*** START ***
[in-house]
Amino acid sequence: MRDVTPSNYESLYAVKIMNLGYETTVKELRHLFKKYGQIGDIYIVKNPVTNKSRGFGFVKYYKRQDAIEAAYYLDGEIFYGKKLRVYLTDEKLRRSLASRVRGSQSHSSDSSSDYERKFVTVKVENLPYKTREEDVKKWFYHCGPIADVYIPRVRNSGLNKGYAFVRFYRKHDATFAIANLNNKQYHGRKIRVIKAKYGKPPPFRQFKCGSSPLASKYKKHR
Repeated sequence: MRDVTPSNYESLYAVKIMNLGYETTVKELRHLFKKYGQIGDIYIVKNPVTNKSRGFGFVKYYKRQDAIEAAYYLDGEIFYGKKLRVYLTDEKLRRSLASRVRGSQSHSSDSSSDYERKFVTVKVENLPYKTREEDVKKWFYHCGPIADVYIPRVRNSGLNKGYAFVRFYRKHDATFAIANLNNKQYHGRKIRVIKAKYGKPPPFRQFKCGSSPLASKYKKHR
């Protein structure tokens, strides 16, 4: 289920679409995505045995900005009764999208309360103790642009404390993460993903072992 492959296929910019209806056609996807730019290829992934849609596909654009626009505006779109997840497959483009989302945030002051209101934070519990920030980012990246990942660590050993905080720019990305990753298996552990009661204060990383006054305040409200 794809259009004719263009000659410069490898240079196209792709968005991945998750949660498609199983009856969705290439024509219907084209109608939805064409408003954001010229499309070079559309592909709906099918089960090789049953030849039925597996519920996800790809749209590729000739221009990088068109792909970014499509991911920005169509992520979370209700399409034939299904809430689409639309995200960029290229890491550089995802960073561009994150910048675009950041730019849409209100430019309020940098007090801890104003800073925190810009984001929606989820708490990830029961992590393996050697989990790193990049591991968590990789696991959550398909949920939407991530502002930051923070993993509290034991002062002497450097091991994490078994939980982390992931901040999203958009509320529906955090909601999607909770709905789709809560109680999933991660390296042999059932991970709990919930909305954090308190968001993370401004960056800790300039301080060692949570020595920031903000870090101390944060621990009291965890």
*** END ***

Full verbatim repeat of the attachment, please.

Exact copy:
[in-house]
Amino acid sequence: MRDVTPSNYESLYAVKIMNLGYETTVKELRHLFKKYGQIGDIYIVKNPVTNKSRGFGFVKYYKRQDAIEAAYYLDGEIFYGKKLRVYLTDEKLRRSLASRVRGSQSHSSDSSSDYERKFVTVKVENLPYKTREEDVKKWFYHCGPIADVYIPRVRNSGLNKGYAFVRFYRKHDATFAIANLNNKQYHGRKIRVIKAKYGKPPPFRQFKCGSSPLASKYKKHR
Repeated sequence: MRDVTPSNYESLYAVKIMNLGYETTVKELRHLFKKYGQIGDIYIVKNPVTNKSRGFGFVKYYKRQDAIEAAYYLDGEIFYGKKLRVYLTDEKLRRSLASRVRGSQSHSSDSSSDYERKFVTVKVENLPYKTREEDVKKWFYHCGPIADVYIPRVRNSGLNKGYAFVRFYRKHDATFAIANLNNKQYHGRKIRVIKAKYGKPPPFRQFKCGSSPLASKYKKHR
């Protein structure tokens, strides 16, 4: 289920679409995505045995900005009764999208309360103790642009404390993460993903072992 492959296929910019209806056609996807730019290829992934849609596909654009626009505006779109997840497959483009989302945030002051209101934070519990920030980012990246990942660590050993905080720019990305990753298996552990009661204060990383006054305040409200 794809259009004719263009000659410069490898240079196209792709968005991945998750949660498609199983009856969705290439024509219907084209109608939805064409408003954001010229499309070079559309592909709906099918089960090789049953030849039925597996519920996800790809749209590729000739221009990088068109792909970014499509991911920005169509992520979370209700399409034939299904809430689409639309995200960029290229890491550089995802960073561009994150910048675009950041730019849409209100430019309020940098007090801890104003800073925190810009984001929606989820708490990830029961992590393996050697989990790193990049591991968590990789696991959550398909949920939407991530502002930051923070993993509290034991002062002497450097091991994490078994939980982390992931901040999203958009509320529906955090909601999607909770709905789709809560109680999933991660390296042999059932991970709990919930909305954090308190968001993370401004960056800790300039301080060692949570020595920031903000870090101390944060621990009291965890």